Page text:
The concept of lead scoring has been around for several years, and many companies have begun some sort of lead scoring program. However, in a Dreamforce session today, I heard a surprising quote:
61% of B2B companies send all leads to sales but only 27% are qualified. (Marketing Sherpa)
Or, in other words, 73% of the leads sent to sales are not qualified, or not ready for sales contact. That seems pretty staggering since we have all heard about lead scoring in some form or another. I think there is still a perception that setting up lead assignment based on scoring is hard.
Another common response from my clients is that sales does not trust the lead score. Despite these common challenges, there is still hard evidence that implementing lead scoring will result in more revenue as evidenced by these session quotes:
Companies that automate lead assignments see 10% or greater increase in revenue within six to nine months. (Forrester Research)
High-performing sales reps are 4.5 times more likely to have a 360-degree view of customers than under-performers. (Salesforce State of Sales Report 2015)
Today, those companies that are using some form of lead scoring to determine the better leads to pass to sales are seeing better results. But, even better results are possible by adding lead grading to the mix. Here are clear definitions of lead scoring and lead grading that explain the differences between the two.
Lead Scoring: Used to quantify digital behavior with a numeric score. Then scores can be compared to other leads to identify the most engaged lead.
Lead Grading: Used to grade how interested, we as a company, should be in a prospect. It is based on explicit factors. The factors are typically demographic, firmographic and/or custom attributes important to your sales process. With Pardot, lead grading is designed to run on a scale of F to A+.
Applying the definitions to an example demonstrates how lead grading can enhance your efforts to find the best leads.
For example, take two prospects with different scores, prospect A has a lead score of 2 and Prospect B has a score of 4. It would appear you should follow up with Prospect B based on score alone.
However, when you apply grading, prospect A has a grade of B+ and prospect B has a grade of D.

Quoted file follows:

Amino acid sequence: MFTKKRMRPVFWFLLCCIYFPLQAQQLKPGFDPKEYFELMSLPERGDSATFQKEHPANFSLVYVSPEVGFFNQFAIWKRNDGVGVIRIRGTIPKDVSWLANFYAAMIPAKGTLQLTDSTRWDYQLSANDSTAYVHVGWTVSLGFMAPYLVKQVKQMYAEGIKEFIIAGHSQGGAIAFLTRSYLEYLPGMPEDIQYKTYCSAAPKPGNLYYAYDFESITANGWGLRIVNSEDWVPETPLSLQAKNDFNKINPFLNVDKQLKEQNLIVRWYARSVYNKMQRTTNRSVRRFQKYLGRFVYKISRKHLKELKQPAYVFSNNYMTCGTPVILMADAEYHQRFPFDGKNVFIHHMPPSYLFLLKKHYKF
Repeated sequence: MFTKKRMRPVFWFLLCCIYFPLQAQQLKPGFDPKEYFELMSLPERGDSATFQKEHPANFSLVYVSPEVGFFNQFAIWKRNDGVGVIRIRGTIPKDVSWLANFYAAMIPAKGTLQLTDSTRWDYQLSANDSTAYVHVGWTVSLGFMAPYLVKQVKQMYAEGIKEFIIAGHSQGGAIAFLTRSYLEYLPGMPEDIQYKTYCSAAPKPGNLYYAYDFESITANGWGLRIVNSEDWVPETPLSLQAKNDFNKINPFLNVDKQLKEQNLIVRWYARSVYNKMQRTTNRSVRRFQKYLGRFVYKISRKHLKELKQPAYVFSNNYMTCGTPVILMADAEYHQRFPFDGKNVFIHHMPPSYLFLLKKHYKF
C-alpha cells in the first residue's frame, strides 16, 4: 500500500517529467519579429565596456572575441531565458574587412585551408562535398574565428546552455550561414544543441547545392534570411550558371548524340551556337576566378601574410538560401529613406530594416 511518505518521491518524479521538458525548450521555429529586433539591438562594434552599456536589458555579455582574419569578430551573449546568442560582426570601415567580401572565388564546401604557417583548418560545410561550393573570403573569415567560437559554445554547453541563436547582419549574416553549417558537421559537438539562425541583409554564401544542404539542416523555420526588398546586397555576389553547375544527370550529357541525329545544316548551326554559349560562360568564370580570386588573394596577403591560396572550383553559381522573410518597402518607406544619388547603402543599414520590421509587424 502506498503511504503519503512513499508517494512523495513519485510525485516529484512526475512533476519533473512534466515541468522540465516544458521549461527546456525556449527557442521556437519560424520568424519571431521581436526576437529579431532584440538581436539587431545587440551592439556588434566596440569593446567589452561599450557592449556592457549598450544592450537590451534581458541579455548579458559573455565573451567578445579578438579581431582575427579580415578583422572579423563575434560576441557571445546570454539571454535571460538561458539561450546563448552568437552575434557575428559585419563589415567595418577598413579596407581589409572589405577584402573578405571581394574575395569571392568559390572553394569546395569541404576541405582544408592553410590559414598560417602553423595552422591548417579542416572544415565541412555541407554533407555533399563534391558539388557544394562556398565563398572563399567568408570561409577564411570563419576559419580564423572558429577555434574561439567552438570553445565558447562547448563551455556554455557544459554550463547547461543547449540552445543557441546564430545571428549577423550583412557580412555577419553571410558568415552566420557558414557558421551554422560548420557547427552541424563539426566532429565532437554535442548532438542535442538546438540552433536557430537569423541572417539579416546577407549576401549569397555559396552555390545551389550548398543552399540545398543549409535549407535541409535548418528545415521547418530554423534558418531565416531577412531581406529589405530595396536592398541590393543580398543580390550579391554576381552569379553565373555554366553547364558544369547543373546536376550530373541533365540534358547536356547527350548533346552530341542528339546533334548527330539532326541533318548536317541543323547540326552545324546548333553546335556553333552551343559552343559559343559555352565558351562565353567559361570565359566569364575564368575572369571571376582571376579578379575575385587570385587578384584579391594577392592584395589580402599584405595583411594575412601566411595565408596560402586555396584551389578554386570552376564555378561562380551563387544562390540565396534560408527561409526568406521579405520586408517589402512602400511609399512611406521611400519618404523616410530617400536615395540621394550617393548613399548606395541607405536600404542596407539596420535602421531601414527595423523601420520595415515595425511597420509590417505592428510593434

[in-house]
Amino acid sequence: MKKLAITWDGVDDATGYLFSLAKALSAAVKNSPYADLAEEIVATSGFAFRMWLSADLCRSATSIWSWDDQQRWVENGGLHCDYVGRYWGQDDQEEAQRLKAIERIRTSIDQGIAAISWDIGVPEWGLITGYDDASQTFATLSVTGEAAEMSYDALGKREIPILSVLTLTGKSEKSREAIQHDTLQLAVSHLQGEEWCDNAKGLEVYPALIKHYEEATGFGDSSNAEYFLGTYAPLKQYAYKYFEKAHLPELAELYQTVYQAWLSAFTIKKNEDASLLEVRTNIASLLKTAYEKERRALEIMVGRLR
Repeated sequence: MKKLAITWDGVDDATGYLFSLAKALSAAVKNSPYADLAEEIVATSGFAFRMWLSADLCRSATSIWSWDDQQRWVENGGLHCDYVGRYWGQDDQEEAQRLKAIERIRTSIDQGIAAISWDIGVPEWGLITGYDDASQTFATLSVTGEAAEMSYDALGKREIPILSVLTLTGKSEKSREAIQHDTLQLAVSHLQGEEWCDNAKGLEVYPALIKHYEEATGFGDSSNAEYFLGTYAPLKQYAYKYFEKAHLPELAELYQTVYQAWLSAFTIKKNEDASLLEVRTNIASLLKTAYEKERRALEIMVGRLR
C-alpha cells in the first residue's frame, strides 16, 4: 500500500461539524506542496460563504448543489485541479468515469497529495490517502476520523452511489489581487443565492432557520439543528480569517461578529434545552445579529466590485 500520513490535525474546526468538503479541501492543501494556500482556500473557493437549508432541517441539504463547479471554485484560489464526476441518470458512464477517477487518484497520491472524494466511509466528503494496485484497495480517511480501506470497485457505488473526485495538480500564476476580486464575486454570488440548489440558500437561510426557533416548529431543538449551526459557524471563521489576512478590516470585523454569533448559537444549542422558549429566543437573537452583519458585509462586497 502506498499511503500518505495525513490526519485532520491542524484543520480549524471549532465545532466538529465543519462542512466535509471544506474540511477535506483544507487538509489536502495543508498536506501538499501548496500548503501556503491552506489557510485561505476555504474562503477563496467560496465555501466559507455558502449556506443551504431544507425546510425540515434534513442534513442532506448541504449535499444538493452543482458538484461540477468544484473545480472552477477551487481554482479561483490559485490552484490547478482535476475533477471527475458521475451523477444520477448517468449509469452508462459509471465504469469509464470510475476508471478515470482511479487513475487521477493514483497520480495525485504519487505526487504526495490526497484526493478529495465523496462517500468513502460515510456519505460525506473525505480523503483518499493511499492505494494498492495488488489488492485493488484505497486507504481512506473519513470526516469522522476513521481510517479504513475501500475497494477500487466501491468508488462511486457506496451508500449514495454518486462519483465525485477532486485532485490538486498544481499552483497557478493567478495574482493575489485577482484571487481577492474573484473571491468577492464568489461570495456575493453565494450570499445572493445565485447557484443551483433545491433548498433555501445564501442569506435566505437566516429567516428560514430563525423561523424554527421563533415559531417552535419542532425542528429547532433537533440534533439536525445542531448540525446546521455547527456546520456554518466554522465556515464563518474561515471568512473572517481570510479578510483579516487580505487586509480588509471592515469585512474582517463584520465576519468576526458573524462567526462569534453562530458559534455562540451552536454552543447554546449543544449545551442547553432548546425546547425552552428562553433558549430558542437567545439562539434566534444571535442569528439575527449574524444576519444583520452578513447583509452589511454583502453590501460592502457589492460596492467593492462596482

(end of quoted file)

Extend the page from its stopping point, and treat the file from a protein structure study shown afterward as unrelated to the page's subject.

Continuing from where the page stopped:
Grading adds another dimension to pre-qualifying leads for follow up.
I thought the simplicity of this example is what makes it powerful. Instantly it is clear that grading will make it easier to find the best leads. But, how to address the problem of sales not trusting scoring? And, now I am talking about adding grading in addition to scoring.
I agree with the presenter that you must get the right people from marketing AND sales into a room and map out the scoring and grading on a white board. Then test various scenarios to see how the leads come through the process. Do they end up with the expected grade and score? If not, maybe you need to adjust the scoring or grading. Including sales in the discussion and planning will align sales and marketing on what a qualified lead looks like. This will also remove the emotion and subjectivity from qualifying leads. Using lead scoring and grading aligns those (prospects) interested in your company with those leads that your company is interested in.
Scoring in Pardot comes turned on by default, but, grading is not setup because it is so unique to each company. There are many great articles in the Pardot knowledge base to help you begin grading leads at your company.
Here are some typical grading criterion to help you get started:
- Company Size = 1/3 letter grade when crossing each range
- Location = 1/3 letter grade (based on your categorization)
- Industry = 1/3 letter grade (based on your targets)
- Department = 2/3 letter grade (based on your targets)
- Title = 2/3 letter grade (based on your targets)
Scott Roose is a certified Pardot Consultant and also holds an MBA in Marketing from Regis University.